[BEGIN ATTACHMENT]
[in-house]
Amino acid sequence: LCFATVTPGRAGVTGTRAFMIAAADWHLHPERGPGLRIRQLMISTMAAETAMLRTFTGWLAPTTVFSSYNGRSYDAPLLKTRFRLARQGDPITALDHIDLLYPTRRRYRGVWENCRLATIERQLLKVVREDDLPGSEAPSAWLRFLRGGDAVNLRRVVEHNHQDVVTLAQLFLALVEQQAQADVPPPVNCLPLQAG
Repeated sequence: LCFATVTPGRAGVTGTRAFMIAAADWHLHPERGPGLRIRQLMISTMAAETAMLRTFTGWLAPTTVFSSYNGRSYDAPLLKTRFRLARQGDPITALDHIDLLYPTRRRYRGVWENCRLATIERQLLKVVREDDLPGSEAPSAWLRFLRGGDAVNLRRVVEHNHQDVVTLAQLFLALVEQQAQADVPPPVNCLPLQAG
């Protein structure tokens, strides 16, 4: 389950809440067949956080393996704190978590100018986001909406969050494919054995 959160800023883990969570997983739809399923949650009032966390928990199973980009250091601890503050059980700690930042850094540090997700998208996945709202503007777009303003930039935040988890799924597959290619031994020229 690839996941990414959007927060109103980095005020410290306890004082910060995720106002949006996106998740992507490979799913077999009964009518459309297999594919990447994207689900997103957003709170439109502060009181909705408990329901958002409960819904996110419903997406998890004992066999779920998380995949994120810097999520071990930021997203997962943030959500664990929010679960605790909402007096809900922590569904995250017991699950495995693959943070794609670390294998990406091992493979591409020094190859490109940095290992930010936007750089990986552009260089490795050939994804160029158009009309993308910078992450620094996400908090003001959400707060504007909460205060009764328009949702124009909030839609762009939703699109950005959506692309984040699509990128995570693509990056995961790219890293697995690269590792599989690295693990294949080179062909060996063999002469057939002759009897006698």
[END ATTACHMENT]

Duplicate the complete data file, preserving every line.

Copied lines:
[in-house]
Amino acid sequence: LCFATVTPGRAGVTGTRAFMIAAADWHLHPERGPGLRIRQLMISTMAAETAMLRTFTGWLAPTTVFSSYNGRSYDAPLLKTRFRLARQGDPITALDHIDLLYPTRRRYRGVWENCRLATIERQLLKVVREDDLPGSEAPSAWLRFLRGGDAVNLRRVVEHNHQDVVTLAQLFLALVEQQAQADVPPPVNCLPLQAG
Repeated sequence: LCFATVTPGRAGVTGTRAFMIAAADWHLHPERGPGLRIRQLMISTMAAETAMLRTFTGWLAPTTVFSSYNGRSYDAPLLKTRFRLARQGDPITALDHIDLLYPTRRRYRGVWENCRLATIERQLLKVVREDDLPGSEAPSAWLRFLRGGDAVNLRRVVEHNHQDVVTLAQLFLALVEQQAQADVPPPVNCLPLQAG
């Protein structure tokens, strides 16, 4: 389950809440067949956080393996704190978590100018986001909406969050494919054995 959160800023883990969570997983739809399923949650009032966390928990199973980009250091601890503050059980700690930042850094540090997700998208996945709202503007777009303003930039935040988890799924597959290619031994020229 690839996941990414959007927060109103980095005020410290306890004082910060995720106002949006996106998740992507490979799913077999009964009518459309297999594919990447994207689900997103957003709170439109502060009181909705408990329901958002409960819904996110419903997406998890004992066999779920998380995949994120810097999520071990930021997203997962943030959500664990929010679960605790909402007096809900922590569904995250017991699950495995693959943070794609670390294998990406091992493979591409020094190859490109940095290992930010936007750089990986552009260089490795050939994804160029158009009309993308910078992450620094996400908090003001959400707060504007909460205060009764328009949702124009909030839609762009939703699109950005959506692309984040699509990128995570693509990056995961790219890293697995690269590792599989690295693990294949080179062909060996063999002469057939002759009897006698």